When I travel to the US with wagamama, I’ve been lucky to see all different parts of the city including Flatiron. I enjoy walking around Madison Square Park and seeing the art exhibits on display while taking in the view of the Flatiron Building at the same time. I love a good vegan burger with tons of different toppings, so that’s normally what I'm in search of when in the city. 

10. And finally, choose three words to describe the Flatiron District.

Unique. Community-based. Innovative.

Photo Credit: wagamama

Dec 16, 2019

Flatiron Faces: Founder-Chef-Baker Paul Allam, Bourke Street Bakery

Meet Paul Allam, Founder-Chef-Baker at Bourke Street Bakery, located at 15 East 28th Street, between Madison and Fifth Avenues, in the Flatiron District. “We feel a bakery should be a welcoming place, a part of the community,” says Allam, who initially opened Bourke Street Bakery in his hometown of Sydney, Australia in 2004. “We really believe that good food and community are essential ingredients for a better life.”

1. At Bourke Street Bakery your day begins at 4 am. Describe your role there and how your day unfolds.

It’s dark and cold and quiet…it’s feels like the whole world is asleep…It’s peaceful here. I fire up the ovens and put my favorite music on. It’s pretty peaceful till 7 am when we open the doors and the regulars come in for coffee. I have two other wonderful bakers working with me now who have learned the Bourke Street way, so I share the load with them.

2. You’ve defined your Flatiron café as an Australian bakery with an American twist of “service food but very relaxed and casual.” Tell us more.

We are an all-day bakery café. We don’t take shortcuts with our food and only buy the best ingredients we can lay our hands on. Most of our food is handmade and takes a long time to make. We serve breakfast, lunch, and everything in between. We are very serious about food. We are milling grains for our sourdough breads and making all our pastries, cakes, and cookies from scratch. What’s most Australian about us is that we are crazy about coffee. Australians are fanatical about coffee and it’s a huge part of what we do. We also make sandwiches and soups and seasonal plates. Despite having strong food values, we are always very relaxed and friendly with our service.

3. What bakery items do you recommend to customers during this holiday season?

You must try our limited edition fruit mince pies–they are irresistible! Also, our gingerbread people. We have a great quince and strawberry jam on the shelf at the moment. I love quince. Also, our chocolate sauce makes a great gift!

4. You began your career as a savory chef. What led you to pursue a career in artisanal baking, and what’s the best advice that you can offer to those who are interested in pursuing this profession?

I became a trained chef when I finished school and starting working in restaurants in Sydney, Prague, and London. I got a chance to work with some wonderful chefs who prioritized the highest quality produce and real artisan techniques, and I got to make sourdough with one of the chefs I worked for, her name was Alex Herbert. I just loved it. I always loved working with my hands and there is something meditative about making sourdough–it’s such a long process. The way we make it often milling the grains and mixing and shaping and resting with long fermentation and high hydrations. It’s a handmade product and there are so many factors that you have to get right. I like that no two loaves are 100% the same. It’s so satisfying when the loaves come out blooming and baked well. It’s a gift for me.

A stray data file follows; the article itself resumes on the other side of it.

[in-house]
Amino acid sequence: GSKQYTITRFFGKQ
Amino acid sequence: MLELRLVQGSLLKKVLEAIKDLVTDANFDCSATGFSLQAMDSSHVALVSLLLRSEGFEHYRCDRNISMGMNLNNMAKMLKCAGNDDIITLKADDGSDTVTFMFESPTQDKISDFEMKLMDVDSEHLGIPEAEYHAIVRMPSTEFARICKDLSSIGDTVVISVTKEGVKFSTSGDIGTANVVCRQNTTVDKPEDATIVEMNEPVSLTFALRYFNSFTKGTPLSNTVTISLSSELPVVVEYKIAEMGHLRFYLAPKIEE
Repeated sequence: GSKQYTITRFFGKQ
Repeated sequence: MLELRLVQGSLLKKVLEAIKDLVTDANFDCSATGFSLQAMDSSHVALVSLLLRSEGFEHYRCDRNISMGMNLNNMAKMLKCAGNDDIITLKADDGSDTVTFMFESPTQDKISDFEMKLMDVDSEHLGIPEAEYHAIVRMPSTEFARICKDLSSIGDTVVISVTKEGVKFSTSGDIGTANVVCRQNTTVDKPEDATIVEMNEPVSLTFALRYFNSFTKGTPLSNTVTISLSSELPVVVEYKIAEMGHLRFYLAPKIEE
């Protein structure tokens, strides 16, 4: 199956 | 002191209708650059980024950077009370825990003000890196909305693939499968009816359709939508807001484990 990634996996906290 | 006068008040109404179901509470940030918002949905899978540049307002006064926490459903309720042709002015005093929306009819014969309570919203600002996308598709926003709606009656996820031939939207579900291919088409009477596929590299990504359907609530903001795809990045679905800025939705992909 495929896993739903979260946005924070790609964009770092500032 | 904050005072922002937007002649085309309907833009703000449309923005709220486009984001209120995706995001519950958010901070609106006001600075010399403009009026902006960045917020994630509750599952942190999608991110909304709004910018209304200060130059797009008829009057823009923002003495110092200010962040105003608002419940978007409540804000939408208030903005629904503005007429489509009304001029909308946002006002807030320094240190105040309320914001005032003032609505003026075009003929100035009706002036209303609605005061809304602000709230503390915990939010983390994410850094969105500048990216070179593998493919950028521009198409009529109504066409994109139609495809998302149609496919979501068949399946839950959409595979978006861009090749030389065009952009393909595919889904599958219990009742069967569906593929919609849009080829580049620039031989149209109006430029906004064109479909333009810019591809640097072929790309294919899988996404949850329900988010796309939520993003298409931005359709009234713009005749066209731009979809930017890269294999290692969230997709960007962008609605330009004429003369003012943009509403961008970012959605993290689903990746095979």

5. You, your wife Jessica, and children relocated to New York. As a Sydney native, what you do find most appealing about Flatiron (personally and professionally)? What do you miss about your hometown?

Jess and I are both loving being in NYC. This neighborhood is especially lovely–what is most appealing is our wonderful customers! Many live in the neighborhood or work close by. They are so warm and polite, and very grateful that we’ve opened. They love our coffee and food and often come back sometimes several times a day–that is very heartening for me. It’s always great when I make something and see people enjoying it and coming back for more. What I miss most about Sydney, apart from my family and friends, is having a garden. In Sydney, we had chickens and fresh eggs every day and fruit trees and a veggie garden and a pizza oven in the backyard. That was pretty special.

6. You have also authored three books: Bourke Street Bakery: The Ultimate Baking CompanionAll Things Sweet: Unbeatable Recipes Recipes From the Iconic Bakery, and The Bread & Butter Project: How to Make Perfect Bread. Do you plan to publish more culinary books? What do you find rewarding about writing on this subject?

Sure, I’d love to write one about Bourke Street Bakery: The New York Recipes, sharing all the new dishes we’re making and baking here.

7. Switching gears to your life outside of work–how do you like to spend your time away from the bakery?